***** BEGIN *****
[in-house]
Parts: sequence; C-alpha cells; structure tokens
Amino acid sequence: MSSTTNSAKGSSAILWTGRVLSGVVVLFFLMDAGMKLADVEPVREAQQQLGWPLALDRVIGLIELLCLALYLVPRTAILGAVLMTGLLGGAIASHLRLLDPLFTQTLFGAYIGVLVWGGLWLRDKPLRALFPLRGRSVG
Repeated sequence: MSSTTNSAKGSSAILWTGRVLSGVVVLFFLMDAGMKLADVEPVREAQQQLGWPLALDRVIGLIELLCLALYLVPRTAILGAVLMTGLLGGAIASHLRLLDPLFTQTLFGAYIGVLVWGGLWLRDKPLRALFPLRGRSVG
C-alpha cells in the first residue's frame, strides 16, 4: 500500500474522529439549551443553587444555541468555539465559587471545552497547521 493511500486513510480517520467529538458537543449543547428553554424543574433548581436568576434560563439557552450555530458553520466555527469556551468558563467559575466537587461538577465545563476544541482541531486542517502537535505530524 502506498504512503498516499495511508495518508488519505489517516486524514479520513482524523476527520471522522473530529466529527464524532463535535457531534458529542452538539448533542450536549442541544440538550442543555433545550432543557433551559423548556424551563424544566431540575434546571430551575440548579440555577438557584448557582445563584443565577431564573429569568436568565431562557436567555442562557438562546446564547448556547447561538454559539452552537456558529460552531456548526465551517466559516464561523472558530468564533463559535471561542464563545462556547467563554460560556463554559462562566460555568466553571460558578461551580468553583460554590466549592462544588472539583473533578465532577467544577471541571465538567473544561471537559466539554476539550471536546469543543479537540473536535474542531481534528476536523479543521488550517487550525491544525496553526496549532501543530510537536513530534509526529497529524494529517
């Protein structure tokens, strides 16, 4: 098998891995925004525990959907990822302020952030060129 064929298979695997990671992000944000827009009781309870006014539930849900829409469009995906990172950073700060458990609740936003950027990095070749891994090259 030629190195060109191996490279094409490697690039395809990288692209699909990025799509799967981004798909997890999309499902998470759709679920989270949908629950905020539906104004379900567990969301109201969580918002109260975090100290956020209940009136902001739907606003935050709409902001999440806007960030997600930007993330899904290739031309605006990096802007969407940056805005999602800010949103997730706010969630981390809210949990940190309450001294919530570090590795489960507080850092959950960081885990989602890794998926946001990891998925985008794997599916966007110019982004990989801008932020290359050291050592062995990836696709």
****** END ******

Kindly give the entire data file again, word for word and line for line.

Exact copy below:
[in-house]
Parts: sequence; C-alpha cells; structure tokens
Amino acid sequence: MSSTTNSAKGSSAILWTGRVLSGVVVLFFLMDAGMKLADVEPVREAQQQLGWPLALDRVIGLIELLCLALYLVPRTAILGAVLMTGLLGGAIASHLRLLDPLFTQTLFGAYIGVLVWGGLWLRDKPLRALFPLRGRSVG
Repeated sequence: MSSTTNSAKGSSAILWTGRVLSGVVVLFFLMDAGMKLADVEPVREAQQQLGWPLALDRVIGLIELLCLALYLVPRTAILGAVLMTGLLGGAIASHLRLLDPLFTQTLFGAYIGVLVWGGLWLRDKPLRALFPLRGRSVG
C-alpha cells in the first residue's frame, strides 16, 4: 500500500474522529439549551443553587444555541468555539465559587471545552497547521 493511500486513510480517520467529538458537543449543547428553554424543574433548581436568576434560563439557552450555530458553520466555527469556551468558563467559575466537587461538577465545563476544541482541531486542517502537535505530524 502506498504512503498516499495511508495518508488519505489517516486524514479520513482524523476527520471522522473530529466529527464524532463535535457531534458529542452538539448533542450536549442541544440538550442543555433545550432543557433551559423548556424551563424544566431540575434546571430551575440548579440555577438557584448557582445563584443565577431564573429569568436568565431562557436567555442562557438562546446564547448556547447561538454559539452552537456558529460552531456548526465551517466559516464561523472558530468564533463559535471561542464563545462556547467563554460560556463554559462562566460555568466553571460558578461551580468553583460554590466549592462544588472539583473533578465532577467544577471541571465538567473544561471537559466539554476539550471536546469543543479537540473536535474542531481534528476536523479543521488550517487550525491544525496553526496549532501543530510537536513530534509526529497529524494529517
């Protein structure tokens, strides 16, 4: 098998891995925004525990959907990822302020952030060129 064929298979695997990671992000944000827009009781309870006014539930849900829409469009995906990172950073700060458990609740936003950027990095070749891994090259 030629190195060109191996490279094409490697690039395809990288692209699909990025799509799967981004798909997890999309499902998470759709679920989270949908629950905020539906104004379900567990969301109201969580918002109260975090100290956020209940009136902001739907606003935050709409902001999440806007960030997600930007993330899904290739031309605006990096802007969407940056805005999602800010949103997730706010969630981390809210949990940190309450001294919530570090590795489960507080850092959950960081885990989602890794998926946001990891998925985008794997599916966007110019982004990989801008932020290359050291050592062995990836696709």